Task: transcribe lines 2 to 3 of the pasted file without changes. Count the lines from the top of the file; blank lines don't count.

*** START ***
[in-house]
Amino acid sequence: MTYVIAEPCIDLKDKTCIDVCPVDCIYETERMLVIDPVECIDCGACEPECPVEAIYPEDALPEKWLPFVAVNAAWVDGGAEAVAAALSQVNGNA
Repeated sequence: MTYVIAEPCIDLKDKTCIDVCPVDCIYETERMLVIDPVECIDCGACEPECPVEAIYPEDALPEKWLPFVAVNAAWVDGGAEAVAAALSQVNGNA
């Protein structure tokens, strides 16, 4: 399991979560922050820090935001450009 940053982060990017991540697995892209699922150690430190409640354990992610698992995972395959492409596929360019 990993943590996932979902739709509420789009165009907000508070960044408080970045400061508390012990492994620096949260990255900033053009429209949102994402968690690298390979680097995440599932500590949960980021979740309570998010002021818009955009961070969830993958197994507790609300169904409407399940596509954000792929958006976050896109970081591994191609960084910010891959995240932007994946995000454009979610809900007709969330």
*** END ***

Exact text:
Amino acid sequence: MTYVIAEPCIDLKDKTCIDVCPVDCIYETERMLVIDPVECIDCGACEPECPVEAIYPEDALPEKWLPFVAVNAAWVDGGAEAVAAALSQVNGNA
Repeated sequence: MTYVIAEPCIDLKDKTCIDVCPVDCIYETERMLVIDPVECIDCGACEPECPVEAIYPEDALPEKWLPFVAVNAAWVDGGAEAVAAALSQVNGNA